January 26, 2013

The High Street Hits Fashion Weeks.





Topshop can no longer call itself the only high street brand that shows at London Fashion Week. Over the past couple of weeks River Island has announced that they’ll be showing their newest collaborative efforts with Rihanna during London Fashion Week in February. Likewise, Whistles have also jumped on the London Fashion Week AW13 schedule and will present their Limited collection to fashion week regulars.

It doesn’t finish there either; this week Swedish high street giant H&M dropped the bombshell that they’ll be sharing their AW13 collection at Paris Fashion Week, in the same location that has previously housed Parisian fashion houses Yves Saint Laurent and Christian Dior.

H&M aren’t completely juvenile to the high fashion scene though – they’ve released endless collaborations with high fashion designers over the past few years – but I still can’t help but question how appropriate this addition to the schedule, alongside River Island’s and Whistle’s, is during the period which is designated for designers to showcase their creative mastery.

Like H&M, River Island falls into the middle of the high street market. The brand hosting a catwalk show is the last thing the fashion industry would have expected but once you attach a celebrity to the brand and call it collaboration, the catwalk show is suddenly not only acceptable but the most hyped show on the schedule at London Fashion Week this season.

There’s something magical about the fashion weeks in the four sartorial capitals – you can’t ignore the anticipation of each collection in the air at each show, the creative effort and time it must take to prepare each collection, the awe surrounding the beauty of each flawless model who parades the catwalk. It’s not an experience for the masses; only a select few are chosen to experience the designers’ new collections because it’s their job to do so, aside from the A-listers placed on the front row of course, and that’s what separates the fashion flock from the rest for that short period of time - it’s a privilege not everyone deserves but those who work hard to get there.

There’s little that’s special about the high street fashion industry. From the very beginning the high street has created fashion for the masses, for which I am grateful for but there’s nothing enchanting about what is simply churning out products as quickly as possible for the largest profit. The high street predicts trends, producing them at lightening speed, whilst making them accessible to all; it’s an industry built to burn a hole in your pockets from disposable, fleeting fashion.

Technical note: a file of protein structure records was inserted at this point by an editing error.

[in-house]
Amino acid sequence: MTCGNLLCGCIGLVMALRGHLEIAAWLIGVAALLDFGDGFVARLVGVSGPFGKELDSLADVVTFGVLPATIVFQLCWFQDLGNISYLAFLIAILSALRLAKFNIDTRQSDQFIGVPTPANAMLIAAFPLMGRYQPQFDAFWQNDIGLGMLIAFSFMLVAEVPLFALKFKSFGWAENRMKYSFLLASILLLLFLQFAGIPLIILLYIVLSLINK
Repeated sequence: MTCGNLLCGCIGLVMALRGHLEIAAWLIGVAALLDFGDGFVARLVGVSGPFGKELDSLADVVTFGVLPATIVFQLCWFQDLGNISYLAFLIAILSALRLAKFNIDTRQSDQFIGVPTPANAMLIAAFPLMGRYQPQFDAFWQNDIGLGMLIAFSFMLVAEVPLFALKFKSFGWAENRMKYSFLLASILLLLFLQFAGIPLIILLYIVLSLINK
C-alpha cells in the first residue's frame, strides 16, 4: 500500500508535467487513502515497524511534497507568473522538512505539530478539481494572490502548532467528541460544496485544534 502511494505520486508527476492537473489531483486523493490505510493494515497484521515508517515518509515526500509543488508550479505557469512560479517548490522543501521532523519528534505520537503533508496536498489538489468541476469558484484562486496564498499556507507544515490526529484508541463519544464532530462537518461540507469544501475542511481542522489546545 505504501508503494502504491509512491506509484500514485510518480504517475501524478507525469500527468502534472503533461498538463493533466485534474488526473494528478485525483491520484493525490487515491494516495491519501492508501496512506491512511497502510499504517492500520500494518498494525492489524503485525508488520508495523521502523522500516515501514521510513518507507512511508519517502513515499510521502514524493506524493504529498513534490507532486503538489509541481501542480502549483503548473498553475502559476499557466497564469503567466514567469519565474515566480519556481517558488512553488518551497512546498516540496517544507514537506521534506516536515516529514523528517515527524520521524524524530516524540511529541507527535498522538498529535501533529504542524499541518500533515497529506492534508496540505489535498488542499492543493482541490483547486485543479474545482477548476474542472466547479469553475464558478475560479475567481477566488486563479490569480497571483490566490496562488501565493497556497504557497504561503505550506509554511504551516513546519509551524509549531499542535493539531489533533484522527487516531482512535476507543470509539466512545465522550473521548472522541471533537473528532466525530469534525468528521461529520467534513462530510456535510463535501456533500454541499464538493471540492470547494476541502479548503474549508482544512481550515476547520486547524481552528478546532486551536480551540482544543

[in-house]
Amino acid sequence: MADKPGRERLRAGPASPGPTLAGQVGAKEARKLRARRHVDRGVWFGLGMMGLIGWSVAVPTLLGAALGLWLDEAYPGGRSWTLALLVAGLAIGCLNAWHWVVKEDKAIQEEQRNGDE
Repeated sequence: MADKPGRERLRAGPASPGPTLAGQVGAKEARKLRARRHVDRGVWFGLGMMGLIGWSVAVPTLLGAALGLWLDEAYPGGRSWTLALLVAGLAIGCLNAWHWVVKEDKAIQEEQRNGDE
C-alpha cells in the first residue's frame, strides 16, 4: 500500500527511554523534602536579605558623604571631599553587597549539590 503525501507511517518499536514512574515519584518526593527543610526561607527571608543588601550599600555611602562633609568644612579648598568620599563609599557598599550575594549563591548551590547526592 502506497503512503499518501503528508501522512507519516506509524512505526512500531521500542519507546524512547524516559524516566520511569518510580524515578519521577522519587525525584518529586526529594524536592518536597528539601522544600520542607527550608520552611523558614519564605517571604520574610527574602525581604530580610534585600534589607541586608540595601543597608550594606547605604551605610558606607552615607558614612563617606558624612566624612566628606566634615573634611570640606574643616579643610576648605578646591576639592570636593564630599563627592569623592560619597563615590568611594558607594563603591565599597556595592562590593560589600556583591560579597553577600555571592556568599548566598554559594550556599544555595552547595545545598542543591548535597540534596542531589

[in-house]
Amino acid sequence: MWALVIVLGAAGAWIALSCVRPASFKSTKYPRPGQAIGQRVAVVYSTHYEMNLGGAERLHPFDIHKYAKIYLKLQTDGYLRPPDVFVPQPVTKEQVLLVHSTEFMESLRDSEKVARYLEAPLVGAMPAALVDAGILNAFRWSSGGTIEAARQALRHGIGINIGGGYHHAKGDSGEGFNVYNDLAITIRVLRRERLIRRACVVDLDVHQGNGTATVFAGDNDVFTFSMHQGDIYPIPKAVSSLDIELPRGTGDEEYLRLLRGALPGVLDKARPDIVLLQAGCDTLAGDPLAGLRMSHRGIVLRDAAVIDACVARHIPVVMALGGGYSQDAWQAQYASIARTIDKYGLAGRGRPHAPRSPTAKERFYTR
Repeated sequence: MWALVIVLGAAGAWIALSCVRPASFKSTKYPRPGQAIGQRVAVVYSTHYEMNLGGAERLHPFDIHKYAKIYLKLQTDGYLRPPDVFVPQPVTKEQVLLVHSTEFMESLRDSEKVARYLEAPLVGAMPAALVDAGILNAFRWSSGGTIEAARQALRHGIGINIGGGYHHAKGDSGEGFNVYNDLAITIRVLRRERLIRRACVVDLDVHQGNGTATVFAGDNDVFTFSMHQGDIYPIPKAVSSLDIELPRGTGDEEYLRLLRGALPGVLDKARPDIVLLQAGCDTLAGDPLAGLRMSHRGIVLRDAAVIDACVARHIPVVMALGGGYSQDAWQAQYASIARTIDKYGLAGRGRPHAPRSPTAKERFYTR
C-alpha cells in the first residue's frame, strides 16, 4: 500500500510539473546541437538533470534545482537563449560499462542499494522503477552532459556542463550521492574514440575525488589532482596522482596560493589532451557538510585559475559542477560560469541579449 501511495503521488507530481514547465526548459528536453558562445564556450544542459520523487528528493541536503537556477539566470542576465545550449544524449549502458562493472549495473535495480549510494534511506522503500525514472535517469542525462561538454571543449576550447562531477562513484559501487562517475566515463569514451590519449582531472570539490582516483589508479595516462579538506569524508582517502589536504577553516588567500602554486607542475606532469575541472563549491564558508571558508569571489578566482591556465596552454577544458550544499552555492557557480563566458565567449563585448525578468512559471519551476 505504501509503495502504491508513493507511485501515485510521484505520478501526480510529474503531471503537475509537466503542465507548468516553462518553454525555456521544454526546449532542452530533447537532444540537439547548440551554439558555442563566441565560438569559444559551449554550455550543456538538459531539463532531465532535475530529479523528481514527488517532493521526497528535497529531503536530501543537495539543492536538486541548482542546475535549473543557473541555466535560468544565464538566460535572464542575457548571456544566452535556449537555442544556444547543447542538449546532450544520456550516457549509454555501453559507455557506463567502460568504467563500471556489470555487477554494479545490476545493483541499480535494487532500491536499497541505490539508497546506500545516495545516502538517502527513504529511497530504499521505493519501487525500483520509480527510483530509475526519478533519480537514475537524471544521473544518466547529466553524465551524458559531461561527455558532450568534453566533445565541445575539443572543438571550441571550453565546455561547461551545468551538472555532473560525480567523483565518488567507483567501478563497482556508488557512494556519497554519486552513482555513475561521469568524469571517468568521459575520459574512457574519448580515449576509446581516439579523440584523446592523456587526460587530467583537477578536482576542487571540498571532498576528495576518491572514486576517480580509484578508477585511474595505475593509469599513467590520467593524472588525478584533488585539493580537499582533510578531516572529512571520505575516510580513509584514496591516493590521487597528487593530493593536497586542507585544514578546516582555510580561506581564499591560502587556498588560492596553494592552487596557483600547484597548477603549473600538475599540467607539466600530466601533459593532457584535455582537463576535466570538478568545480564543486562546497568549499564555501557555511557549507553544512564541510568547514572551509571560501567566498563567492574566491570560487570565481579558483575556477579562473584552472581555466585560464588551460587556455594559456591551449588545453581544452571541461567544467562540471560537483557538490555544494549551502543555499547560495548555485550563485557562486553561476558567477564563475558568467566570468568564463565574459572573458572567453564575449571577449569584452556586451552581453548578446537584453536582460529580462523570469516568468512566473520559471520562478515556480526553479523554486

Topshop hit London Fashion Week  years ago, endorsing the NEWGEN scheme and hosting the show space each season and there’s no denying that the Unique show is an extremely hot ticket at London Fashion Week, proving the potential success of a high street brand at one of the four major fashion weeks.

Only time will tell how triumphant these newly scheduled shows will be and what the industry’s real reaction to the high street encroaching high fashion’s spotlight is – I for one am certainly not swayed towards the idea, at least for now anyway.

4 comments:

  1. Hi,

    Why do you think this 'High Street to High Fashion' becoming a trend? Do you think its in respeonse to the growing number of shows available to watch online?
    Say if H&M know their audiance is two-fold - the professionals, and the clients watching online, they might be more inclined to enter the High Fashion business. Perhaps its also a marketing ploy to attract more views/attention, seeing as the one off collaborations have worked pretty well in the past.

    Sorry to bombard you,
    Jess x

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    Replies
    1. I'm no expert but I'll have a go!

      I'm not sure that it is really anything to do with the shows available to watch online - designers are having to do that as due to technology now. Because of the internet, we live in a society that expects things instantaneously and there's no way of strictly embargoing their collections - within seconds of a look hitting the catwalk there will be photos tweeted and posted to facebook etc so they might as well stream their shows properly and gain the coverage for themselves.

      I think the high street, high fashion merge is a lot to do with money and having to evolve brands to continue to making money. There's obviously a definite marketing ploy - the show has already created a huge buzz around H&M. Their collaborations are also clever marketing ploys; they give consumers a slice of high fashion for for a more accessible price, putting names in their wardrobes that they wouldn't usually be able to afford. It's a win win situation for both the brand and the designer involved as they get a huge amount of coverage from the collections too.

      I might not be entirely right but I hope that sort of answers your question!

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  2. I think it's a bit weird that mainstream markets are exhibiting at prestigious events, it's almost stealing their spotlight. I can't think of anyone that thinks of Topshop or River Island when they think about Fashion Week, it's all about the Couture designers, not high street fashion brands.

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  3. I think the reason fashion week has that chic, glamorous vibe is because of the fashion houses that show their collections, and as much as I'm grateful for the highstreet creating on-trend pieces at affordable prices for the normal working girl's bank balance, I don't think they should be showing at fashion weeks - stick to the press days!

    Eda x

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